Any device that connects to the computer, such as a printer, scanner, monitor, keyboard or mouse.
Nick has heard about a technology that could turn any printer into an internet enabled computer. Leo says that the current state of the art is wireless, and using AirPlay, he can Air Print. But if he doesn't have that capability, then XPrintServer can take a USB printer and turn it into a internet enabled and networked printer. If it's older, then it may or may not work. HP did have a technology called JetDirect which did it.
(Disclaimer: xPrintServer is a sponsor)
This week's gadget is Logitech Keys to Go. A pocket-size Bluetooth keyboard that's great for a tablet or smartphone. It's thin, light and durable. It’s small and light enough to tuck into your purse, briefcase or coat pocket.
Glen has several USB thumb drives with files on them. His computer hard drive died, so he replaced it. But now he can't write to the thumbdrives anymore. Leo says that's because technically, they're "owned by another." Windows sees that new account as a new user. He can take ownership of them, but it's not trivial. HowtoGeek has an explanation of how he can do this.
Carlos wants to know if his iPhone can pair to multiple bluetooth devices. Leo says yes! It's been a standard capability for awhile in smartphones now. Leo also recommends over the ear bluetooth headphones.
Motorola makes great wireless headphones, as does LG. The Motorola S10HD are about $40, and they go around the neck and house the batteries for longer battery life. He'll also want headphones that support the high quality stereo profile called 'A2DP.'
Sam has a Logitech Keyboard and he wants to know if the bluetooth signal can be boosted. Leo says he can't because Logitech doesn't use Bluetooth. It uses a proprietary signal. He should just get a Bluetooth keyboard, if his computer supports it. If his computer doesn't support it, he could still buy Bluetooth dongles and add devices that way. Leo suspects that Logitech limits the range of it's capability because of interference and security reasons.
Joshua owns and operates Minecraft servers and he wants to know what the future has in store for online gaming. Leo says that since Microsoft bought Minecraft, it's possible that Microsoft could require Minecraft be run from Azure. But Leo doesn't think there's much cause to worry because the Minecraft culture is very independent. Gamers won't really feel Microsoft's presence in Minecraft for at least a year, but there's not much cause for concern. Since online gaming is social by nature, the future is bright.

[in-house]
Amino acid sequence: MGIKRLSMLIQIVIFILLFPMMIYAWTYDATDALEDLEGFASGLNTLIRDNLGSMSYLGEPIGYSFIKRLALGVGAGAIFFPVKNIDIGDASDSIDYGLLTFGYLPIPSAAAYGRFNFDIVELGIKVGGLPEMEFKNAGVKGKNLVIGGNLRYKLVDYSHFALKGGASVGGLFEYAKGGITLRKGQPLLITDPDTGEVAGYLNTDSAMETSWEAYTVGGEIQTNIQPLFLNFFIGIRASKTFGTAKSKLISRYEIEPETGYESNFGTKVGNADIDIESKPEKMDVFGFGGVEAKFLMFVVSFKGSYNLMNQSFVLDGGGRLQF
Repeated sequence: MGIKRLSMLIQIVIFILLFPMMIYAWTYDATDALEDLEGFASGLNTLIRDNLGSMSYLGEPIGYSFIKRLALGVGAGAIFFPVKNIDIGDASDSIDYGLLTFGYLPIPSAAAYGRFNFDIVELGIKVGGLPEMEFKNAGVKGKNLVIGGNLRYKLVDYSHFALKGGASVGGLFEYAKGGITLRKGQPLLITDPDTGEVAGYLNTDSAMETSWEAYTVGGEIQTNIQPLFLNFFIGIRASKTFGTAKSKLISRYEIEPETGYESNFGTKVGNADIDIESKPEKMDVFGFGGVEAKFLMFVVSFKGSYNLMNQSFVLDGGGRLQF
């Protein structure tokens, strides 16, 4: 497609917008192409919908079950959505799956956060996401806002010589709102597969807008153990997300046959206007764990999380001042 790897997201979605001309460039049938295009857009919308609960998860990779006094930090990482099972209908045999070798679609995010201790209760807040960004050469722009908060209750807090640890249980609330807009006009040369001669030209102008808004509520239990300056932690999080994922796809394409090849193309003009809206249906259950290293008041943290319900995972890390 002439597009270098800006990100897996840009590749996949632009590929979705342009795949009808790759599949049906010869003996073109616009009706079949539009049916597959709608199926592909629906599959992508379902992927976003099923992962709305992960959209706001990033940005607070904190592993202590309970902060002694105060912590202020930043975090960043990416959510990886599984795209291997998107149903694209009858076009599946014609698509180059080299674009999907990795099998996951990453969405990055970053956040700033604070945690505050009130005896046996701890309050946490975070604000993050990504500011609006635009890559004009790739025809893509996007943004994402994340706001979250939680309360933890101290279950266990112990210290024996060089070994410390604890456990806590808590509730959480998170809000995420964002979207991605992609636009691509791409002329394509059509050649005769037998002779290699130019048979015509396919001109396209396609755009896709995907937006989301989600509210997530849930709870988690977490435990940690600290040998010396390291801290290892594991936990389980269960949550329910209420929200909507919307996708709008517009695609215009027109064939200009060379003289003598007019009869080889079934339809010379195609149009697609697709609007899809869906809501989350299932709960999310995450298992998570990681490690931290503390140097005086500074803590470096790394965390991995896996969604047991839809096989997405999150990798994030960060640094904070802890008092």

Ed has an iPad 4 and he can't print to his Pixma printer. Apple says he can't. Leo says that Apple uses "AirPrint" to print via WiFi, and if the printer doesn't support it, then he'd have to add additional hardware to give it that support. But there may be software that Apple offers for free. Otherwise, Leo recommends xPrintServer. It'll take any USB printer and make it an AirPrint compatible printer.
Mike has a printer that he needs to have repaired, but he's worried that the printer memory could get hacked. Leo says that it's definitely possible. But Leo doesn't think it's really a cause of concern. At best, it'll only remember the last job it had. So it's not really that big of an issue, just a theoretical concern. Just because the memory is there, doesn't mean it can be accessed or that it will even stay there once it's unplugged.
Aaron has an office printer that he'd like to hook up to his upstairs router and print from his network. Is there an easy way to do that and print via Wi-Fi? It isn't a Wi-Fi enabled printer.
Leo says that the Lantronix Wireless xPrint Server will make any printer wireless. It also works with Google Cloud Print, allowing Aaron to print from anywhere in the world.
(Disclaimer: Lantronix is a sponsor).
While Leo remains skeptical on the idea of the smart watch, he has begun to like the LG G Watch more. He finds it convenient to send and receive text messages and get notifications passed from his phone. He can talk to it, query it, and tap the screen. It's not as much of a health tracking watch, as other fitness bands and smart watches have been, but it does measure steps taken. Leo says the jury is still out on this, and probably not worth buying yet. He suggests waiting to see if Apple does something magical to make watches good.